This intrinsic nature of the acrobatic language has allowed us to bring narratives and characters forward and create strong connections with our audiences.  The public reads a lot in physical movement and very often gets completely absorbed by the stories we tell. Many times people come forward after a performance to tell us how much they had recognised themselves and their lives in what they saw in the show and in the relationships and closenessbetween the performers and they might go away energised or inspired, which for usis a great achievement!


Whilst touring with your company Mimbre, which have been your favourite venues and why? 

This is a very hard question…we have been touring outdoor theatre festivals since 2000. There have been lots of fantastic places we performed at.

At the beginning of our career we did an amazing festival in France: Chalon dans la Rue. We were novices and we felt everything was at stake at the time. The festival is also a showcase and helped us to create a strong international network that we still benefit from nowadays!

Other highlights include Fira Tarrega in Spain in 2001, when we drove from UK to Spain during a French diesel strike and we had to keep asking truck drivers to sell us cans of diesel to get there in time (we were very determined and so excited to perform at a major international showcase).  

Performing in Bogota, Colombia was a special one too, meeting lots of the young aspiring performers that are now in London and the rest of the world with great careers in circus.

 And last but not least performing at Watch This Space (NT) and GDIF has always been a brilliant experience, seeing these festivals grow so much and attract big, enthusiastic, multicultural audience; a very special London treat for us!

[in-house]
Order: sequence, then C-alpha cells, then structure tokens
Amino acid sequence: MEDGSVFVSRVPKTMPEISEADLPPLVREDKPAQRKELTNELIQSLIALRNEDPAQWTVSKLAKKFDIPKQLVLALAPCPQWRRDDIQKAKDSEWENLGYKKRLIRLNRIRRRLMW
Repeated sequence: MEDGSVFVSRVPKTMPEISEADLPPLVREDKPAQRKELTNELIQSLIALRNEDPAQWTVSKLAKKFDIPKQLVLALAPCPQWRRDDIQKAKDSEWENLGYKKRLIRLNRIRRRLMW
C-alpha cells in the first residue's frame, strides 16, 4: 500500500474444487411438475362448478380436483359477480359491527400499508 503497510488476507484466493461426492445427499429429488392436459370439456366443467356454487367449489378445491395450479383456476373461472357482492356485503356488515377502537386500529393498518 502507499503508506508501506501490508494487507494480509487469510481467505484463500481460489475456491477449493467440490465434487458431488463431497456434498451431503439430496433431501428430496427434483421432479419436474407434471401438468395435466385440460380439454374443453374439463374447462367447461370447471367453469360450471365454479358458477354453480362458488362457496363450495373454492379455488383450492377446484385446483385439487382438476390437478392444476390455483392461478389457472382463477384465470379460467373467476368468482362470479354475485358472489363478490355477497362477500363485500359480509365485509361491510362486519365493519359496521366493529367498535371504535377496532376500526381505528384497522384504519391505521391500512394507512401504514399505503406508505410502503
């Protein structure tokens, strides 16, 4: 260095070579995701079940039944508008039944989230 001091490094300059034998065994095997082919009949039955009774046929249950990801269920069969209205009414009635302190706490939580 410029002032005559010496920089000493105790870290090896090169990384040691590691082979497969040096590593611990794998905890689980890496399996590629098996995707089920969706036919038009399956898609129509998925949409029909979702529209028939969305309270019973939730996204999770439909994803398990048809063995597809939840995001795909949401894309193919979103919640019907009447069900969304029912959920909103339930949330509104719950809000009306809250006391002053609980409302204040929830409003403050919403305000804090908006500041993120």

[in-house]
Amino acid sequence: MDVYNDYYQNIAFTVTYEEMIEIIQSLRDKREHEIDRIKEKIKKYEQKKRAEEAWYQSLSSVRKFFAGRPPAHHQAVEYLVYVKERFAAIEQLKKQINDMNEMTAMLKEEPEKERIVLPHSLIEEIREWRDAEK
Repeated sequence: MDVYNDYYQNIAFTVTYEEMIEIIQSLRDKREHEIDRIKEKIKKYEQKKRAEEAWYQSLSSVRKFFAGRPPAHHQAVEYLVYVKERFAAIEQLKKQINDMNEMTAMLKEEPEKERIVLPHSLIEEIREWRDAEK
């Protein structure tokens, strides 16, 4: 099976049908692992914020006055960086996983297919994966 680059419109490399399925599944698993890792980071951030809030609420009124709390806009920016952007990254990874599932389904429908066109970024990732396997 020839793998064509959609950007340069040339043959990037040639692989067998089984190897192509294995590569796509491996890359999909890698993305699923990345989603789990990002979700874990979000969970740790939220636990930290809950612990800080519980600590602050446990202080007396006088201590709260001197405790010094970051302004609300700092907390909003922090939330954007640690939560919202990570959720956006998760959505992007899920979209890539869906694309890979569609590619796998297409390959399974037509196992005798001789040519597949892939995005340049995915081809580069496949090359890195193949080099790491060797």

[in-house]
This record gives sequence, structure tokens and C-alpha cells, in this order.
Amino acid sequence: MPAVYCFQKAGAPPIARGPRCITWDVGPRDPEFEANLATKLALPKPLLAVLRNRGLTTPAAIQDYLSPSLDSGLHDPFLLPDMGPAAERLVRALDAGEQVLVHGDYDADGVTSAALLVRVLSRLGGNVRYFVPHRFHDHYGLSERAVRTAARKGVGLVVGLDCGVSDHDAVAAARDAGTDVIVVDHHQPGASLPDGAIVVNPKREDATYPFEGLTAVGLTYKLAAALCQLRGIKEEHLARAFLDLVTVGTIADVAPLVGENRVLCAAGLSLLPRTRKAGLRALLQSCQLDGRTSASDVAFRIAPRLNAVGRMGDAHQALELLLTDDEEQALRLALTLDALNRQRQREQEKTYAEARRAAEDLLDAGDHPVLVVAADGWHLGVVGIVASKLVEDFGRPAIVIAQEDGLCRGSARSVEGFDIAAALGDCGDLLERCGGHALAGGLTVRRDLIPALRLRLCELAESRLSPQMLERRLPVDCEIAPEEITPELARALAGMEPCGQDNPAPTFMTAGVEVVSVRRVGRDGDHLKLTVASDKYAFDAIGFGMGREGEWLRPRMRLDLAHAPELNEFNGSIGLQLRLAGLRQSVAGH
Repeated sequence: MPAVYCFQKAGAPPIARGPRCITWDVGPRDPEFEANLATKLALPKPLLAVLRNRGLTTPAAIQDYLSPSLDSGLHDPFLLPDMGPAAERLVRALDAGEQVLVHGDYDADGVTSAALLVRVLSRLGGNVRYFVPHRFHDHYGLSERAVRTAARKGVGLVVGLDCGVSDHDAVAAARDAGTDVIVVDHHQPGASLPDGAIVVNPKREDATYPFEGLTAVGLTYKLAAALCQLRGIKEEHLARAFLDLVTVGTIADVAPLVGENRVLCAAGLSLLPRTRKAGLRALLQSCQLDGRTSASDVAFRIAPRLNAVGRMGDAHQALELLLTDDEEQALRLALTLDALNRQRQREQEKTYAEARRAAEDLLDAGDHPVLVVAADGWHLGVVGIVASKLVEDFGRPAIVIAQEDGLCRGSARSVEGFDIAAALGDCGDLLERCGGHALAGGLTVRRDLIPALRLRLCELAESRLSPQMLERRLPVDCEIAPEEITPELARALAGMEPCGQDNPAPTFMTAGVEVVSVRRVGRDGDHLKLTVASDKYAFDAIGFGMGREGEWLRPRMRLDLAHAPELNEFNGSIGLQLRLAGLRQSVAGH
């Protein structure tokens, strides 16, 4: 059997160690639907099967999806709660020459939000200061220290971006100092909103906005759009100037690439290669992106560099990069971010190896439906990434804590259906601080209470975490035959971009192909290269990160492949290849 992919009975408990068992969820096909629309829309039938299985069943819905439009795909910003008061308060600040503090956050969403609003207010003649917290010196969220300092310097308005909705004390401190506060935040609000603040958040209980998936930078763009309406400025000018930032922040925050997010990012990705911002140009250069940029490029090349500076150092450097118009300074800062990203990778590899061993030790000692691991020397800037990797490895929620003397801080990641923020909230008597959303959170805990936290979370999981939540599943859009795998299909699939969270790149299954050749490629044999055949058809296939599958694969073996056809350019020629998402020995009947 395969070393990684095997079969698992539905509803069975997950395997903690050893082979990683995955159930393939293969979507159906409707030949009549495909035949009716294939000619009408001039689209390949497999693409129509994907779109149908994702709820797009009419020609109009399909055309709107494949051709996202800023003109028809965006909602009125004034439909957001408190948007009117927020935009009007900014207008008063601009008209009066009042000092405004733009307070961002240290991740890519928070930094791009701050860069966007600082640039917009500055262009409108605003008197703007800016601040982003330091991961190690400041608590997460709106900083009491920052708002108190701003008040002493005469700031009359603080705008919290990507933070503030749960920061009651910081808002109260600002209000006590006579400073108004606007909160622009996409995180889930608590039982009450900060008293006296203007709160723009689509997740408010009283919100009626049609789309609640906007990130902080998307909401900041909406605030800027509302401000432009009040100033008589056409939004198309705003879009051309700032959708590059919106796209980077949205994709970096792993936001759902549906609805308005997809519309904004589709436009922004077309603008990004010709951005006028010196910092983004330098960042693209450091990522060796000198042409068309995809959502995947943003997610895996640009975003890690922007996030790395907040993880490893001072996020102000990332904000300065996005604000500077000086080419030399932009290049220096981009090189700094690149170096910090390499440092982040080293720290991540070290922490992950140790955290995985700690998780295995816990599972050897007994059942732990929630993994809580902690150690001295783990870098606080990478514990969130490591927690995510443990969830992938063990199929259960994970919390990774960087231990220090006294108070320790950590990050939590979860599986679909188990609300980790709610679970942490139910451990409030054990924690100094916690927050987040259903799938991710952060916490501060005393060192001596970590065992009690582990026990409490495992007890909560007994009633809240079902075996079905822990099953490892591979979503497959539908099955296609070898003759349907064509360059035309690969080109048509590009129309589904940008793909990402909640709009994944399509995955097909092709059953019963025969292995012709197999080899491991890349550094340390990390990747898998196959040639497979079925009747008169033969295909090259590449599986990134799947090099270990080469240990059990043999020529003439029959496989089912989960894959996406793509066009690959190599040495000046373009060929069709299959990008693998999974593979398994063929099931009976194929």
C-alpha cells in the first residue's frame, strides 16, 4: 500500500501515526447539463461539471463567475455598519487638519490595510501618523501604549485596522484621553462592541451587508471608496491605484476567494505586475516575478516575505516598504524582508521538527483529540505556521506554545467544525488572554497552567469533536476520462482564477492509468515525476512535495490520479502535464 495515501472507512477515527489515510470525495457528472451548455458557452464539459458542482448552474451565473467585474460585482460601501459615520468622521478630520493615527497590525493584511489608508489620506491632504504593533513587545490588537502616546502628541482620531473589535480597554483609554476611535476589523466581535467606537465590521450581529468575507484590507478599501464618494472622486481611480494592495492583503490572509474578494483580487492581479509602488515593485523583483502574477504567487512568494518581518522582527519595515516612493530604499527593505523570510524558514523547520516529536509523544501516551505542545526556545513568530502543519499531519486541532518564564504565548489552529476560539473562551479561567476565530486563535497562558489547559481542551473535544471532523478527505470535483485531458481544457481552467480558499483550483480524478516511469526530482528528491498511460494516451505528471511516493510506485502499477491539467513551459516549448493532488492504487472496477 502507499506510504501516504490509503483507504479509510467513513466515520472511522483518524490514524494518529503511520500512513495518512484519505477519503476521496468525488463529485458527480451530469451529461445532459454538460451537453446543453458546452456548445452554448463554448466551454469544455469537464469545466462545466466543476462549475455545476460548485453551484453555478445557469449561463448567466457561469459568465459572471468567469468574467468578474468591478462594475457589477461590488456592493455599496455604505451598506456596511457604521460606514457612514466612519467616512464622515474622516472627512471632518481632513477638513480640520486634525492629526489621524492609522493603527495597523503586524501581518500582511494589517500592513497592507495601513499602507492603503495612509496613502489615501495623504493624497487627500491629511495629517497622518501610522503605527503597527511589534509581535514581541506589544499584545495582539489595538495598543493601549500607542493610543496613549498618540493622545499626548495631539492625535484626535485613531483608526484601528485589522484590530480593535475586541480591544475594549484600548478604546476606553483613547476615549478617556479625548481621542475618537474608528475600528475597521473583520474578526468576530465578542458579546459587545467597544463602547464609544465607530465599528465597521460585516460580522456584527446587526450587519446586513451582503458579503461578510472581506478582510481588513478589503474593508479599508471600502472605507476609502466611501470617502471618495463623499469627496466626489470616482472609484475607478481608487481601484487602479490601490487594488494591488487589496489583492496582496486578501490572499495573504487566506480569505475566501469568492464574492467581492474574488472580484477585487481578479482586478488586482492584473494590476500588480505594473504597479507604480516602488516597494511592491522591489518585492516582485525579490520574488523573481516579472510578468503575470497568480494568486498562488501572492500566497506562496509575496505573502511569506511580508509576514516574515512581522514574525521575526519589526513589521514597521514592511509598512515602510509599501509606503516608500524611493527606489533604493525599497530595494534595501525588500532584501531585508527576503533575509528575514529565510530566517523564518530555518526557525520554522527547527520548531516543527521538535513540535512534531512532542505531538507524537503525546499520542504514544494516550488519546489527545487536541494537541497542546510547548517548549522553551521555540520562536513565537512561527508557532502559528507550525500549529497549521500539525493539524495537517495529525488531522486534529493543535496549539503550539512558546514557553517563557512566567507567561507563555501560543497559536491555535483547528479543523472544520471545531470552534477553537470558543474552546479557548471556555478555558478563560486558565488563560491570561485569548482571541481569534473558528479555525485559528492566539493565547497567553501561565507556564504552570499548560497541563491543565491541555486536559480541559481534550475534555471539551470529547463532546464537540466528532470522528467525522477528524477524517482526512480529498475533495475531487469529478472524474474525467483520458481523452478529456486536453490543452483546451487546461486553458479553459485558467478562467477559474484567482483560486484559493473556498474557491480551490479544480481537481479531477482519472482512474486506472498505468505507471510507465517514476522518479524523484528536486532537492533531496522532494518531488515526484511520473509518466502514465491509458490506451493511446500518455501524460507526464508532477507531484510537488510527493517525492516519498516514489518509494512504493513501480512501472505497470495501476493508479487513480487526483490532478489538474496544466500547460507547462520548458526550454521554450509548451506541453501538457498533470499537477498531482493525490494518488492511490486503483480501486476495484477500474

Which character do you play in the production

I play the acrobat girl who gets pulled on stage during pass the parcel and then ‘has’ to join the party…

What is your favourite scene from the show?

I love the Musical Statues scene. It’s a timeless game that kids and adults enjoy playing and watching. I love the joy and fun of it, the acrobatics in it and how the kids respond to all the little things that happen and how they essentially become an integral part of the game. Also having the responsibility to hold the last handstand of the game is quite exciting and nerve-wrecking…

How important do you think it is for children to go and watch live theatre?

I think it’s very important and it can be a very inspiring and forming experience at any stage of childhood. Whether it’s just a sensory experience, a morale tale or a bit of fun I think it’s very beneficial for kids to get drawn in a different world and develop their critical thinking from an early age through watching live theatre.

Very often we get amazing feedback at the end of our shows where parents highlight how inspiring the performance has been to their kids and they've gone away cartwheeling and talking about the show for days afterwards! 

What advice do you have for an aspiring performer? 

Train hard, follow your dream and don’t compromise: do what you love, not what other people expect from you! Create work that you really care about and the audience will feel and appreciate that.